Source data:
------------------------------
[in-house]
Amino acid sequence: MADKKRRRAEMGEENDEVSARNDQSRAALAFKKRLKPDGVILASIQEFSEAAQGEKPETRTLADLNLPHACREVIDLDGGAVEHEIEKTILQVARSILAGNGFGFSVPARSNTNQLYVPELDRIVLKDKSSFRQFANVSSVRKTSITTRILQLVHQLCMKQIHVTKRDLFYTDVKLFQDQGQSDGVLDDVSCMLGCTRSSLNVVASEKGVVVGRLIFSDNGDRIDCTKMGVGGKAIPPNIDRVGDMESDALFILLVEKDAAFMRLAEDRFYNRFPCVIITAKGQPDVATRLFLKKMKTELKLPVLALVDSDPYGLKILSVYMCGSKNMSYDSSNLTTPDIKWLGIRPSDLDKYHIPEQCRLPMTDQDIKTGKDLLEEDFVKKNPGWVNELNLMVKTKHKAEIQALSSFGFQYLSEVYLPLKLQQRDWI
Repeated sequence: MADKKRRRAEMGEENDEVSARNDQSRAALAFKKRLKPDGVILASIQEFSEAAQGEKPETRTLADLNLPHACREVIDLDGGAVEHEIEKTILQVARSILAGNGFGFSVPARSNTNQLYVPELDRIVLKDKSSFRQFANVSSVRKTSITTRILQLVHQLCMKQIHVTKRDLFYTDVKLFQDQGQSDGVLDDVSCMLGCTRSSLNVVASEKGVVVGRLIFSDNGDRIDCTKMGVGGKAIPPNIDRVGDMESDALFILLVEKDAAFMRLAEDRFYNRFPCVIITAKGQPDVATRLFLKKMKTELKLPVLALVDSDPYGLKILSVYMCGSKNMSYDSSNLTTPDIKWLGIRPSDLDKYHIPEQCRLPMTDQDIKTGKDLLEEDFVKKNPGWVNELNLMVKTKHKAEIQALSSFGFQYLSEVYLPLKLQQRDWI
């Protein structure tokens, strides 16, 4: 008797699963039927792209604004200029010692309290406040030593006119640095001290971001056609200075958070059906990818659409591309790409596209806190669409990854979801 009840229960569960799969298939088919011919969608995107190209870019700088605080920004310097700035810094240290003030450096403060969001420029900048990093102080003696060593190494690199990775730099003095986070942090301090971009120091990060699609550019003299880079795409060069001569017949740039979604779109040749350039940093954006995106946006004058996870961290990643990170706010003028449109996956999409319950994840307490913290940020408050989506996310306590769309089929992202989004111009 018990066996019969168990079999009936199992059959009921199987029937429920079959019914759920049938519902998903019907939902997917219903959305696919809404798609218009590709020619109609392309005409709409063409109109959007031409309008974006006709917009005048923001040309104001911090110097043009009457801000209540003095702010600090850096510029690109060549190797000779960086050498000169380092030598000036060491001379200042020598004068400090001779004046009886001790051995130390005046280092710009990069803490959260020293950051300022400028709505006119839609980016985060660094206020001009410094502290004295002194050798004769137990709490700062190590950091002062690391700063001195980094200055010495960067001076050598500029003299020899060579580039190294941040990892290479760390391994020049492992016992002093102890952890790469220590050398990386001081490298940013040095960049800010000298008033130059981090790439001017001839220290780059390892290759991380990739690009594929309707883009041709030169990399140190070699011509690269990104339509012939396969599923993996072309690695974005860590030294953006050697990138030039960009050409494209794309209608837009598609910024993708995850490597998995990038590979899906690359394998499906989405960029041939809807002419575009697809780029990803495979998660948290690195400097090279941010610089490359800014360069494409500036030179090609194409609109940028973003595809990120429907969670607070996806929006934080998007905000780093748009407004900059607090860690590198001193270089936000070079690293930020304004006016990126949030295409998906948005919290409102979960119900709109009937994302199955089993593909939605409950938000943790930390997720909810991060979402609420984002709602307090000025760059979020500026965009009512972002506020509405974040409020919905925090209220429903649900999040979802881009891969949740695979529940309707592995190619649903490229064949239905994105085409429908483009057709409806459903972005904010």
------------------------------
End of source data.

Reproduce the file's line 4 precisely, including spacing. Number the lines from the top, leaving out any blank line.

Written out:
């Protein structure tokens, strides 16, 4: 008797699963039927792209604004200029010692309290406040030593006119640095001290971001056609200075958070059906990818659409591309790409596209806190669409990854979801 009840229960569960799969298939088919011919969608995107190209870019700088605080920004310097700035810094240290003030450096403060969001420029900048990093102080003696060593190494690199990775730099003095986070942090301090971009120091990060699609550019003299880079795409060069001569017949740039979604779109040749350039940093954006995106946006004058996870961290990643990170706010003028449109996956999409319950994840307490913290940020408050989506996310306590769309089929992202989004111009 018990066996019969168990079999009936199992059959009921199987029937429920079959019914759920049938519902998903019907939902997917219903959305696919809404798609218009590709020619109609392309005409709409063409109109959007031409309008974006006709917009005048923001040309104001911090110097043009009457801000209540003095702010600090850096510029690109060549190797000779960086050498000169380092030598000036060491001379200042020598004068400090001779004046009886001790051995130390005046280092710009990069803490959260020293950051300022400028709505006119839609980016985060660094206020001009410094502290004295002194050798004769137990709490700062190590950091002062690391700063001195980094200055010495960067001076050598500029003299020899060579580039190294941040990892290479760390391994020049492992016992002093102890952890790469220590050398990386001081490298940013040095960049800010000298008033130059981090790439001017001839220290780059390892290759991380990739690009594929309707883009041709030169990399140190070699011509690269990104339509012939396969599923993996072309690695974005860590030294953006050697990138030039960009050409494209794309209608837009598609910024993708995850490597998995990038590979899906690359394998499906989405960029041939809807002419575009697809780029990803495979998660948290690195400097090279941010610089490359800014360069494409500036030179090609194409609109940028973003595809990120429907969670607070996806929006934080998007905000780093748009407004900059607090860690590198001193270089936000070079690293930020304004006016990126949030295409998906948005919290409102979960119900709109009937994302199955089993593909939605409950938000943790930390997720909810991060979402609420984002709602307090000025760059979020500026965009009512972002506020509405974040409020919905925090209220429903649900999040979802881009891969949740695979529940309707592995190619649903490229064949239905994105085409429908483009057709409806459903972005904010």